Browse By

Uppity People vs. Cowed People

At work the other day, I came across a bulletin board on which someone had posted the following “Successful People vs. Unsuccessful People” poster:

Successful People Vs. Unsuccessful People Graphic

Looking for its source, I eventually found the author, MaryEllen Tribby. It’s notable that MaryEllen Tribby is a business consultant.  Within American business cultures, success is often equated with usefulness to the employer, with activity that generates a reward from corporate executives.  But we are not born employees.  We are born as people, and some traits and needs of human beings as people are not the same as the traits and needs of employees.

I’m reminded of my child’s homework, for which a teacher posed the question “what qualities does a business look out for in an employee?”  My child received points off for writing “is able to subsist on a diet of thin paste”… not because the answer was wrong, but because the answer wasn’t “positive” or “helpful.”  Positive toward what end?  Helpful to whom?

How might we rethink this motivational graphic away from the imperatives of a corporation and toward the experience of people?  Here’s my take, in which the first choice is to move away from focusing on outcomes for “successful” and “unsuccessful” employees and to focus instead on two different orientations for people: “uppity” and “cowed”.  Unlike “success” and “unsuccess” as outcomes that are wholly in the hands of people themselves if they just lift their chins and get with the program, I’m thinking about “uppity” and “cowed” orientations that are, at least in part, the result of empowerment or oppression in systems of justice or injustice:

Motivational Graphic, rethought as Uppity People vs. Cowed People. Uppity people read every day, plot, cultivate skill, produce knowledge, seek root causes of social problems, question authority, afflict the comfortable, comfort the afflicted, think critically, remember, strive for progress, and work with allies. Cowed people watch TV every day, react, stagnate, consume truth, blame individuals for social problems, obey authority, admire the comfortable, admonish the afflicted, react habitually, forget, make do, and go it alone.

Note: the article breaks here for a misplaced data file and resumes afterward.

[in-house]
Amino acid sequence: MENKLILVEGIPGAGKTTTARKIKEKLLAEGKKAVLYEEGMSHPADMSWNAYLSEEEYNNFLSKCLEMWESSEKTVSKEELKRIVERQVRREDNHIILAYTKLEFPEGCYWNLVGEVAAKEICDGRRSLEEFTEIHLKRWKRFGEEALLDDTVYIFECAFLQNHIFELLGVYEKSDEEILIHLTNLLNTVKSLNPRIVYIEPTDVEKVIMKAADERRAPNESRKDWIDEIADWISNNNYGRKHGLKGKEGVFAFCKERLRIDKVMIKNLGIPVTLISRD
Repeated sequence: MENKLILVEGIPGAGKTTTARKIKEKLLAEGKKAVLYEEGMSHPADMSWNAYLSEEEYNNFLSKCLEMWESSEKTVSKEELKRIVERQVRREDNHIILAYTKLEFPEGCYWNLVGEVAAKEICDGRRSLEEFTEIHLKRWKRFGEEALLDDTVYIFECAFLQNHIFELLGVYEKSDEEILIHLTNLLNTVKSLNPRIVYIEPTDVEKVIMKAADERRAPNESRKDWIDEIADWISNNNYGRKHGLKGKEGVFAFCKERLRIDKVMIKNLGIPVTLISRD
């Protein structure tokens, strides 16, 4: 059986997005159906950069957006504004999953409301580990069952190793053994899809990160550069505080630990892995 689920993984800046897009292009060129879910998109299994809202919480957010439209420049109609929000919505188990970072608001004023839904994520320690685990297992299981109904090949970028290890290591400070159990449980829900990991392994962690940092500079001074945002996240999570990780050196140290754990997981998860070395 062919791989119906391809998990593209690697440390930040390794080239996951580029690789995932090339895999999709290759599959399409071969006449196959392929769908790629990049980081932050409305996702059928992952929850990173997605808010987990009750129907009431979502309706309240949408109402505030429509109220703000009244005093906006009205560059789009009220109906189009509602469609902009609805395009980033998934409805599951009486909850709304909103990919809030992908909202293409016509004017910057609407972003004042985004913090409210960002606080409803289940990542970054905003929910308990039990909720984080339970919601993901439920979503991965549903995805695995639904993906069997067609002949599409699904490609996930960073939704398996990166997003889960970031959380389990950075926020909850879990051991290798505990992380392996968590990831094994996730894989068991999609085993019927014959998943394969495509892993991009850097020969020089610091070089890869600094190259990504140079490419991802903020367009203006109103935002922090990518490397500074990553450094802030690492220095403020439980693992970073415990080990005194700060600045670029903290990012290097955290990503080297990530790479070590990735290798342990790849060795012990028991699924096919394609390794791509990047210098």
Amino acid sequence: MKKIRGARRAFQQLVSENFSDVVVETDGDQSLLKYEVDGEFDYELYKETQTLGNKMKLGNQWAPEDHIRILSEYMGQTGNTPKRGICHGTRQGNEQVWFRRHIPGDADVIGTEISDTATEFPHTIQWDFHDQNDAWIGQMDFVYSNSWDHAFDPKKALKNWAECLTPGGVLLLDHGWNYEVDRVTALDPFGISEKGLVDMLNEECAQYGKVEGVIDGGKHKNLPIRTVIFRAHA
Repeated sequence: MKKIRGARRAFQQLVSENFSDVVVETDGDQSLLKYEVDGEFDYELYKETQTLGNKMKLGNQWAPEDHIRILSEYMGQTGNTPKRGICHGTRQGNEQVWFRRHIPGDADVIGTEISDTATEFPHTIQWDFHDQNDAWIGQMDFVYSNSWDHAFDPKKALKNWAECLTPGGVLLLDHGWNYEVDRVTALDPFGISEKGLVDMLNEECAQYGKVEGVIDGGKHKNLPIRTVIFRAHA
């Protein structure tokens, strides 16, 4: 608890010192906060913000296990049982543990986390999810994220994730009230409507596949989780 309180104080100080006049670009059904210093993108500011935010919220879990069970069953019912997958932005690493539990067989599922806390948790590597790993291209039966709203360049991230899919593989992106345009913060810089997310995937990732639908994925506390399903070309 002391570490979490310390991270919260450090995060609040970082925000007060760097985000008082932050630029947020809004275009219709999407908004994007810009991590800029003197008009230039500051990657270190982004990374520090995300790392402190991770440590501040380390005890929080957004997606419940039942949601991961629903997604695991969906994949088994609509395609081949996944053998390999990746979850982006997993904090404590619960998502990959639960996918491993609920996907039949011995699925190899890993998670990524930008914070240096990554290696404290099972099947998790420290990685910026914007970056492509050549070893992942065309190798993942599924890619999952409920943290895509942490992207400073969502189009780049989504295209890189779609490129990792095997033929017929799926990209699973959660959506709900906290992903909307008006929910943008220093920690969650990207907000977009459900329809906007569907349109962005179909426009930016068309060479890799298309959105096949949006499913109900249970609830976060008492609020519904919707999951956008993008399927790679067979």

Props to Finley Peter Dunne, the original author of the fifth admonishment from the bottom for the uppity.

What do you think?

8 thoughts on “Uppity People vs. Cowed People”

  1. J Clifford says:

    One concern: I think many people stagnate not because they’re cowed, but because they’re overwhelmed, exhausted, suffer unfortunate circumstances, or are discriminated against. Sure, some people are stagnated because they’re intimidated, but that’s not the whole story. The binary distinction between success and failure, or between the uppity and the cowed also fails to consider that personality traits are not permanent and enduring, but shift significantly according to circumstances.

    1. J Clifford says:

      This image from the Motivation Project teaches me that “Success is a state of mind. If you want success, start thinking of yourself as a success.” So, the problem with slaves in the South was that they weren’t thinking of themselves as successes, apparently.

      Also, this image, along with many photographs of George Clooney, teaches me that if you want success, whenever you wear a suit, you should slightly tug at your shirt cuffs.

      Success is a state of mind?

      Also, flying is a state of mind. So, if you want to fly, start thinking of yourself as someone who can fly.

      1. Dave says:

        J., positive thinking is certainly no guarantee of success, but can you think of many people who succeed at something without it?

        1. Jim Cook says:

          Some big examples: Emma Goldman, Betty Friedan, Gloria Steinem, Ralph Nader.

          All four took outcomes that most identified as individually-based and identified structural problems that led to poor outcomes instead. All four succeeded by being critical. Those are just a few examples.

          This doesn’t mean that positivity can’t work, just that it isn’t necessary. I’d say sometimes individualistic positivity can be detrimental.

    2. Jim Cook says:

      I’d agree with that.

  2. Korky Day says:

    Thanks, Jim Cook and J Clifford!

  3. Dave says:

    Jim, perhaps people are an amalgam of the two. Things depend on what they are reading, when they question authority, how they strive for progress, etc. None of these qualities it seems to me stand alone without being qualified by goals, results, consequences and so forth. Sometimes we read, sometimes we watch TV. What are we reading, what are we watching, and what is the result? Sometimes there are root causes of trouble that is beyond our individual control, sometimes we need to stop blaming others and get off our butt. And so on.

    1. Jim Cook says:

      Fair enough.

Leave a Reply

Your email address will not be published. Required fields are marked *

Psst... what kind of person doesn't support pacifism?

Fight the Republican beast!